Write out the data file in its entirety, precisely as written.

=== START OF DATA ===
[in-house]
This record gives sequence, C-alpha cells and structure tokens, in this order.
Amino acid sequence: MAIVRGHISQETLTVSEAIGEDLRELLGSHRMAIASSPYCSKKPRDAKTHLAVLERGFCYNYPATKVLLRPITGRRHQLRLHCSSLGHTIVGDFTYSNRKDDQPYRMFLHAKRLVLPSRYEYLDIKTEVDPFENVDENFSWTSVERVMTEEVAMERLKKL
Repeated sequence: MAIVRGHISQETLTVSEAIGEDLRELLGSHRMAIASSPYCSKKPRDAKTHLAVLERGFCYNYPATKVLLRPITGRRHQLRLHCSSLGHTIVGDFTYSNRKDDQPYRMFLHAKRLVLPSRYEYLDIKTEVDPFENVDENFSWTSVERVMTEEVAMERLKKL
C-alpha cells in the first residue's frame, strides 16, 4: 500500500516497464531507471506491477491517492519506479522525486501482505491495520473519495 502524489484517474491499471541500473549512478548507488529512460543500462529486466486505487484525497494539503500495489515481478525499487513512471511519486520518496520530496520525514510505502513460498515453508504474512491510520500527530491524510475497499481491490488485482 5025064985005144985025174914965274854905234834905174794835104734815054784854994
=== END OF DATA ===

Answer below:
[in-house]
This record gives sequence, C-alpha cells and structure tokens, in this order.
Amino acid sequence: MAIVRGHISQETLTVSEAIGEDLRELLGSHRMAIASSPYCSKKPRDAKTHLAVLERGFCYNYPATKVLLRPITGRRHQLRLHCSSLGHTIVGDFTYSNRKDDQPYRMFLHAKRLVLPSRYEYLDIKTEVDPFENVDENFSWTSVERVMTEEVAMERLKKL
Repeated sequence: MAIVRGHISQETLTVSEAIGEDLRELLGSHRMAIASSPYCSKKPRDAKTHLAVLERGFCYNYPATKVLLRPITGRRHQLRLHCSSLGHTIVGDFTYSNRKDDQPYRMFLHAKRLVLPSRYEYLDIKTEVDPFENVDENFSWTSVERVMTEEVAMERLKKL
C-alpha cells in the first residue's frame, strides 16, 4: 500500500516497464531507471506491477491517492519506479522525486501482505491495520473519495 502524489484517474491499471541500473549512478548507488529512460543500462529486466486505487484525497494539503500495489515481478525499487513512471511519486520518496520530496520525514510505502513460498515453508504474512491510520500527530491524510475497499481491490488485482 5025064985005144985025174914965274854905234834905174794835104734815054784854994